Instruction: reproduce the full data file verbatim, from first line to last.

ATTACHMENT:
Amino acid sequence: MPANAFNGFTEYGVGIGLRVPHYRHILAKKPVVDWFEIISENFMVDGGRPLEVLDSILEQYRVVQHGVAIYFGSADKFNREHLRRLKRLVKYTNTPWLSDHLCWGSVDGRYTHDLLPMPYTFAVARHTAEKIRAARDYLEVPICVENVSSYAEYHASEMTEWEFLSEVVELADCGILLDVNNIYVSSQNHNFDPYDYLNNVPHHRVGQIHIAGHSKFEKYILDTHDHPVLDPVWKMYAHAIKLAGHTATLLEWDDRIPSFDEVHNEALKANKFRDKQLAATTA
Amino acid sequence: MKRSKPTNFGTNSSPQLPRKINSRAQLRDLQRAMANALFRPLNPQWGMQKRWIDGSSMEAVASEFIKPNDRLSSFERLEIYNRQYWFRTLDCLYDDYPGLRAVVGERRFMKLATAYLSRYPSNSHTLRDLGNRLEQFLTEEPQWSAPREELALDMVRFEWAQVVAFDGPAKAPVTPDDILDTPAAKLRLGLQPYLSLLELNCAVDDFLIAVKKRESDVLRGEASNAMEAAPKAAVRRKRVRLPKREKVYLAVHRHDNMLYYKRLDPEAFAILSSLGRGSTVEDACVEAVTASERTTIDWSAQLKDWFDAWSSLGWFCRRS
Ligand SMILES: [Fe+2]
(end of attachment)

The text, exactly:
Amino acid sequence: MPANAFNGFTEYGVGIGLRVPHYRHILAKKPVVDWFEIISENFMVDGGRPLEVLDSILEQYRVVQHGVAIYFGSADKFNREHLRRLKRLVKYTNTPWLSDHLCWGSVDGRYTHDLLPMPYTFAVARHTAEKIRAARDYLEVPICVENVSSYAEYHASEMTEWEFLSEVVELADCGILLDVNNIYVSSQNHNFDPYDYLNNVPHHRVGQIHIAGHSKFEKYILDTHDHPVLDPVWKMYAHAIKLAGHTATLLEWDDRIPSFDEVHNEALKANKFRDKQLAATTA
Amino acid sequence: MKRSKPTNFGTNSSPQLPRKINSRAQLRDLQRAMANALFRPLNPQWGMQKRWIDGSSMEAVASEFIKPNDRLSSFERLEIYNRQYWFRTLDCLYDDYPGLRAVVGERRFMKLATAYLSRYPSNSHTLRDLGNRLEQFLTEEPQWSAPREELALDMVRFEWAQVVAFDGPAKAPVTPDDILDTPAAKLRLGLQPYLSLLELNCAVDDFLIAVKKRESDVLRGEASNAMEAAPKAAVRRKRVRLPKREKVYLAVHRHDNMLYYKRLDPEAFAILSSLGRGSTVEDACVEAVTASERTTIDWSAQLKDWFDAWSSLGWFCRRS
Ligand SMILES: [Fe+2]